Screen Reviews
Porn and Ice Cream

Porn and Ice Cream

directed by Martín Piroyansky

starring Martín Piroyansky, Ignacio Saralegui, Sofía Morandi

I regret to inform you that in order to watch this 8-episode series from Argentina, you may have to type “porn” into your Amazon Prime search, which will yield some interesting results along with the title you are looking for, but at what price?

The premise of Porno y Helado (titled Porn and Ice Cream in English) is so simple and self-serving that it sets a very realistic stage for this Latin American comedy series. Pablo (Martín Piroyansky) and Ramón (Ignacio Saralegui), longtime best friends, have a weekly Friday porn and ice cream night. Beyond the porn on the screen, there is nothing sexual about this. Just two socially-awkward Argentinian 30-somethings, Pablo defined by his colicky distaste of the world in general, and Ramón by his sweet toddler-like innocence, enjoying some porn on the TV while they eat ice cream on the couch.

Martín Piroyansky and Susana Giménez
Martín Piroyansky and Susana Giménez

But this night of, there’s a blackout. Unsure of what to do, they venture to the dive bar across the street, where they run into into schoolmate Nacho. At one time, Pablo bullied Nacho, but now Nacho is a cool musician, hanging out with cool friends and he even has girls in his band. In a completely predictable moment of insecurity and weakness, Pablo tells Nacho that he and Ramón also have a band, and that the petty swindler they just met, Ceci (Sofía Morandi), is their manager.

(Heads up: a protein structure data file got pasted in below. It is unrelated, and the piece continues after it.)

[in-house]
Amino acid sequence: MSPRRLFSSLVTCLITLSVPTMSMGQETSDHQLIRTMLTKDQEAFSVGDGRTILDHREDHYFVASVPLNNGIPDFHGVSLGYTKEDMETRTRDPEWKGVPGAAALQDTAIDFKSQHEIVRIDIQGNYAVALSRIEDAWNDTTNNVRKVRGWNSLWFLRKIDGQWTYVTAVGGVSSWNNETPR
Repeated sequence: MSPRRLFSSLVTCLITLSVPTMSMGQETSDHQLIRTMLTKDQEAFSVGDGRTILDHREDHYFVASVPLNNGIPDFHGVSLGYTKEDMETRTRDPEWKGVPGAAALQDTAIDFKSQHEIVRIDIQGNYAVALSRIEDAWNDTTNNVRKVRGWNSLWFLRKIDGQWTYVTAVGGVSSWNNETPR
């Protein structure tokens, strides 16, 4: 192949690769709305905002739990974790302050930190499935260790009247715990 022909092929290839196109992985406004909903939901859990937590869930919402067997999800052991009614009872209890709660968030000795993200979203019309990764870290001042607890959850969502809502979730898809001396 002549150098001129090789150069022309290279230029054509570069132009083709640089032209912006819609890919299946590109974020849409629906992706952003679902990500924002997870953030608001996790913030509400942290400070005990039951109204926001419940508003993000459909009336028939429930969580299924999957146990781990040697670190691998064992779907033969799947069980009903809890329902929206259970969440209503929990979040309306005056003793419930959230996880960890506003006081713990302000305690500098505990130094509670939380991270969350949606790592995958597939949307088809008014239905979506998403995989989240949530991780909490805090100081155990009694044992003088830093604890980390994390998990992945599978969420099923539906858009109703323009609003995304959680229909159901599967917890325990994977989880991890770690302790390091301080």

Thus begins this farce, loaded with deeply flawed but highly likable characters and executed with cartoonish glee. Piroyansky, who also wrote and directed the series, loves to introduce ludicrous side plots and characters, like the senator’s wife with a fetish for home improvement stores, or the almost-has-been musician that can only compose songs about animal behavior. Quick references to films like A Clockwork Orange and Fight Club are injected with panache, and the whole thing rolls along at a breakneck pace all the way up to its cliffhanger conclusion — here’s hoping for a second season.

If you are not a Spanish-speaker, you may miss some of the more subtle jokes and song lyrics, but I must say the translators did a spectacular job of making sure the intent of what is said is coming across, rather than the literal words — for example, various references to famous Latin American bands are converted into acts more familiar to English-speaking viewers. If you’re looking for a hidden gem, something that isn’t being bubbled up to everyone’s consciousness by The Algorithm, this is it.


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